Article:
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We Before 3: Why Family Planning Starts With Your Partner

Teamwork is necessary and essential for a healthy relationship.

Key points

  • Your style of parenting and communication will likely be different from your partner's.
  • Even with the best intentions and preparation, we may not know how we’ll feel about something until we are right up to it.
  • Each person in the relationship needs to figure out what buttons, triggers, and protectors may be pushed and what will surface as a result.
 Ashkan Sadeghi/Pixabay
Couple in a boat.
Source: Ashkan Sadeghi/Pixabay

Families come in all manner of wonderful forms, and while this post will talk about a duo’ed pair that embarks on having a child (via biological or adoptive means), I do not mean to insist that that is the only, nor the best, way to have a family.

You hear it all the time when talking to parents about struggles they are having with young kids: whether it’s in parents' groups, workout class, church, or on the therapist’s couch, you hear the exasperated frustration of one parent about the other due to their “differences” in [parenting/communication/discipline] style.

A once completely in-sync couple will feel shocked and dismayed by the sudden divergence of how to handle very important life events. Sometimes this doesn’t happen until disciplining a young child comes into play. Sometimes it happens when starting the discussion around having children in general. Either way, there is nothing more frustrating than being opposed to the person you love the most.

We get a taste of these situations when we are dating or engaged. We learn how to argue and how to fight, but rarely in the beginning stages of a relationship do we have to face truly big challenges that require big decisions and big cooperation of choice.

We see things heat up and the waters tested when we face life events such as buying a house or having kids.

It’s in these moments that our baggage can come to the surface and our emotional protectors attempt to fight off anything that threatens the peace of self.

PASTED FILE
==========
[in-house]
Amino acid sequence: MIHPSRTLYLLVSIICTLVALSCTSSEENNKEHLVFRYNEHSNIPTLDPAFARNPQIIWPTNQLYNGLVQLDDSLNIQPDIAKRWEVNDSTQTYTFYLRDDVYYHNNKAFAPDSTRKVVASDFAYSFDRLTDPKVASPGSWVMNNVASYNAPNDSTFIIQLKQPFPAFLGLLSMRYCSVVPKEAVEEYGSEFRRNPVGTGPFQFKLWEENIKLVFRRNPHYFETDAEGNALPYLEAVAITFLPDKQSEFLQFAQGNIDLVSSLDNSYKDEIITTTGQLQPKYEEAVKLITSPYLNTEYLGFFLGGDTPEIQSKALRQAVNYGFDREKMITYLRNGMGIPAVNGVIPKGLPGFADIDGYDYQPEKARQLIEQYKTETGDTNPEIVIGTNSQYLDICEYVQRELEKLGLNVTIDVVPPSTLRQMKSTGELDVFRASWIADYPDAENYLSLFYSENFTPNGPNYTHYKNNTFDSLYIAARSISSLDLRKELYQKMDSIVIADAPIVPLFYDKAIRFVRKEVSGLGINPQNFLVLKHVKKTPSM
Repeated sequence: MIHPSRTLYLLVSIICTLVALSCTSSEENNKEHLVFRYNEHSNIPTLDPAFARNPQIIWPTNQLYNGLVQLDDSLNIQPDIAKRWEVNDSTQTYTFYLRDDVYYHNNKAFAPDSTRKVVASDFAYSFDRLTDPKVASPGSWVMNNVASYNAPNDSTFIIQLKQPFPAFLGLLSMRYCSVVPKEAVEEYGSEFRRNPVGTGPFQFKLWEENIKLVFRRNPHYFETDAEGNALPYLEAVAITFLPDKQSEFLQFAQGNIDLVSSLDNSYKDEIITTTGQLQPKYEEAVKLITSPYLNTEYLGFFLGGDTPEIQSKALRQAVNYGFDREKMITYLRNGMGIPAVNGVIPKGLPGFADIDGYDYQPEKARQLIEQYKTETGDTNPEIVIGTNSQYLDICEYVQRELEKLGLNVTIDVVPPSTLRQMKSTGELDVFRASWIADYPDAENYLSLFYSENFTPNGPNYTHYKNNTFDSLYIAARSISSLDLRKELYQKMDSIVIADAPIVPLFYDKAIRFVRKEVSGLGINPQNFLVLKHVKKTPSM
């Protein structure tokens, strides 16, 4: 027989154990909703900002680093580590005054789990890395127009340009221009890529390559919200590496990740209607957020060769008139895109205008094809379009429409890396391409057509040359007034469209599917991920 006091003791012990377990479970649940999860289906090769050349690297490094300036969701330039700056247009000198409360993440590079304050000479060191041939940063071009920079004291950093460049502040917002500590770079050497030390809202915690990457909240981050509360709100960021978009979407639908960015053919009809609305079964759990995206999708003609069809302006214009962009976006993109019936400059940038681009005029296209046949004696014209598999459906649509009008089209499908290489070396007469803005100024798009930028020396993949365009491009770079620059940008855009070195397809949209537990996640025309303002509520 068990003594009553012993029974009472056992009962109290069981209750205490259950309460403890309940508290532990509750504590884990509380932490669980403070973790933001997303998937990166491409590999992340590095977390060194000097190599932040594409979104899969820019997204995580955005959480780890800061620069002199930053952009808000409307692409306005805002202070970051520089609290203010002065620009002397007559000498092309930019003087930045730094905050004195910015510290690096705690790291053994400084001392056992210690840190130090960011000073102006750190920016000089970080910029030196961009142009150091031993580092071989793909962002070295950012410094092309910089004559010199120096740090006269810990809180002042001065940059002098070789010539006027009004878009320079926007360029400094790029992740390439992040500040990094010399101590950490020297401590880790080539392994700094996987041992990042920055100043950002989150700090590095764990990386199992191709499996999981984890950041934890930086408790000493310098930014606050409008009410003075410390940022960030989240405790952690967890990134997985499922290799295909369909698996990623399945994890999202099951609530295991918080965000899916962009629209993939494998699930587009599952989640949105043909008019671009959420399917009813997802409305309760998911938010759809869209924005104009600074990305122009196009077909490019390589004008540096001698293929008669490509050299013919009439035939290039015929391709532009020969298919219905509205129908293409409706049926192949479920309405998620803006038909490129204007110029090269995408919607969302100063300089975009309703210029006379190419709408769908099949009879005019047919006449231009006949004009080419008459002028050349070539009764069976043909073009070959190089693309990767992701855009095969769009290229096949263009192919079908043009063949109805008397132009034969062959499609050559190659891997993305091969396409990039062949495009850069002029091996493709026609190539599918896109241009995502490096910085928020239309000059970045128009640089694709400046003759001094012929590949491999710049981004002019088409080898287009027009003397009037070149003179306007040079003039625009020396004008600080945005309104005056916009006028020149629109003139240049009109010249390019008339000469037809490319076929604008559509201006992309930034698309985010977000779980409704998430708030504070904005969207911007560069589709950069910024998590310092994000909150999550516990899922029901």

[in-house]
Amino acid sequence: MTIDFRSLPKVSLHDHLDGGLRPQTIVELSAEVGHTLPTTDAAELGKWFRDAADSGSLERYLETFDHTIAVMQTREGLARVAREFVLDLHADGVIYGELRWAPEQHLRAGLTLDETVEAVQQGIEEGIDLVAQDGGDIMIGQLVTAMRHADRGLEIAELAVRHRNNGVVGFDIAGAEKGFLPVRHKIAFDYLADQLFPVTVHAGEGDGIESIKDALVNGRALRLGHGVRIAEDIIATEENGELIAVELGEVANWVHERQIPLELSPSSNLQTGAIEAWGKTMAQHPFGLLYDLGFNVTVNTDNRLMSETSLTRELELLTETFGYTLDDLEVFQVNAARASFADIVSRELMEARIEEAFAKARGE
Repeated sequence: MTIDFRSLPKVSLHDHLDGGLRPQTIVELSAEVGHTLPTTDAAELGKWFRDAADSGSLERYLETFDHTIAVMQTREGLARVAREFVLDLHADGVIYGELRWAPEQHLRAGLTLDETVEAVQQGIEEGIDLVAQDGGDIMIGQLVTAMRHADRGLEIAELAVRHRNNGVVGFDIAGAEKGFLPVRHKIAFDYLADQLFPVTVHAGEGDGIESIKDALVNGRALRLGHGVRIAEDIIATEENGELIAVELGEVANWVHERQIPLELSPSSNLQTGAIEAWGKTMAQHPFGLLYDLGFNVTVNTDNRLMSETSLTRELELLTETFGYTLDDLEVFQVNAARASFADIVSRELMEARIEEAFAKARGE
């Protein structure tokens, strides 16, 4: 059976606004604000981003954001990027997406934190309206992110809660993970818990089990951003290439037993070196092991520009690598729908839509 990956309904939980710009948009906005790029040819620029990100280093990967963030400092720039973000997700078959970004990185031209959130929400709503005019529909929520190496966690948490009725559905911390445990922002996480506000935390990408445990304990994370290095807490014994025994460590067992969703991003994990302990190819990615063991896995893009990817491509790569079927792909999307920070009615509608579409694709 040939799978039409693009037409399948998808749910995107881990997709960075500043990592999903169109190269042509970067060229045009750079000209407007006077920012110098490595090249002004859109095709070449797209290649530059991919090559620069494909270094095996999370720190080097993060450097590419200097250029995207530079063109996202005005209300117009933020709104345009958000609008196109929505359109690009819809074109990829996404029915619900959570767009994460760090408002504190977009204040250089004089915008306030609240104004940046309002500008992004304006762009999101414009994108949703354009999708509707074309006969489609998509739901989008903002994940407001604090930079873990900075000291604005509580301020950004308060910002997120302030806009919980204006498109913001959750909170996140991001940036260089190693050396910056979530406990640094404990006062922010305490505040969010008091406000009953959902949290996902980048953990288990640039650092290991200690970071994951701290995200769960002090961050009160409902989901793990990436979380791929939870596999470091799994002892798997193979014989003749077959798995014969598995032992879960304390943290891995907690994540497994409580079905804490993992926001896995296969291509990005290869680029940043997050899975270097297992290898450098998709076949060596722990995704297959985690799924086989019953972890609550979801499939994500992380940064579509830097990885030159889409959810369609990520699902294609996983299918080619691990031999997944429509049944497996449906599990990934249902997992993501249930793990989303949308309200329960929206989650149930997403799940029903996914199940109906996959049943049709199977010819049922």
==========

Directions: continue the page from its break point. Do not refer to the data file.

When two parts of a couple are at different ends of a position on a decision, those protectors are not only fighting off a threat, it can feel as though we are fighting off our loved one.

This is not a new or recent development in terms of relationships, but it is one that needs our utmost attention when we are considering starting a family.

Each person in the relationship needs to be able to figure out what buttons, triggers, or protectors might be pushed and what will surface as a result. Anger? Rage? Retreat? Resentment?

Even with the best intentions, and preparation, we may not know how we’ll feel about something until we are right up to it.

Recently a married couple I was seeing was about to move out of state for the first time. They both were excited and planning and were looking at homes in the new state until they found one they loved.

They put an offer in and everything imploded. One of the partners began to have second thoughts about moving, instantly. The other partner, frustrated that his husband wasn’t honest with him, lost trust and hope for what their future was going to look like.

After much deliberation, it came to be that the husband had a lot of unresolved trauma from his own past, and for him, this big move represented those fears. There is no way he could have known that this would have been a trigger and it was only after the decision was right before him that he could see it.